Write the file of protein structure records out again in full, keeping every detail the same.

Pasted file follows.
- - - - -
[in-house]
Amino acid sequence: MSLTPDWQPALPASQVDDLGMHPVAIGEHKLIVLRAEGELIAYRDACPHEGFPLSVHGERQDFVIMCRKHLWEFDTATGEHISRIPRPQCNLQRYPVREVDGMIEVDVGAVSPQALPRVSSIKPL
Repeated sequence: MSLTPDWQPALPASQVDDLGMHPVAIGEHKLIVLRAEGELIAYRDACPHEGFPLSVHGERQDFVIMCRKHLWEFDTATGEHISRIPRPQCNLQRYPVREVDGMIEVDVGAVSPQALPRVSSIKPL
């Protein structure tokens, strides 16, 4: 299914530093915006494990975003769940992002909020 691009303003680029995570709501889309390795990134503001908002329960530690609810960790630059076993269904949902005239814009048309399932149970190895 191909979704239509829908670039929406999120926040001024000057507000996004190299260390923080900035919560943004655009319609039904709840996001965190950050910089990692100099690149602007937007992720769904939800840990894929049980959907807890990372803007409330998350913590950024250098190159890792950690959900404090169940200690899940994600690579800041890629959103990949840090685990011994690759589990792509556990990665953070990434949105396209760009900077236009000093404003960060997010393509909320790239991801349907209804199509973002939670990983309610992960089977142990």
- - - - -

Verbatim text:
[in-house]
Amino acid sequence: MSLTPDWQPALPASQVDDLGMHPVAIGEHKLIVLRAEGELIAYRDACPHEGFPLSVHGERQDFVIMCRKHLWEFDTATGEHISRIPRPQCNLQRYPVREVDGMIEVDVGAVSPQALPRVSSIKPL
Repeated sequence: MSLTPDWQPALPASQVDDLGMHPVAIGEHKLIVLRAEGELIAYRDACPHEGFPLSVHGERQDFVIMCRKHLWEFDTATGEHISRIPRPQCNLQRYPVREVDGMIEVDVGAVSPQALPRVSSIKPL
């Protein structure tokens, strides 16, 4: 299914530093915006494990975003769940992002909020 691009303003680029995570709501889309390795990134503001908002329960530690609810960790630059076993269904949902005239814009048309399932149970190895 191909979704239509829908670039929406999120926040001024000057507000996004190299260390923080900035919560943004655009319609039904709840996001965190950050910089990692100099690149602007937007992720769904939800840990894929049980959907807890990372803007409330998350913590950024250098190159890792950690959900404090169940200690899940994600690579800041890629959103990949840090685990011994690759589990792509556990990665953070990434949105396209760009900077236009000093404003960060997010393509909320790239991801349907209804199509973002939670990983309610992960089977142990």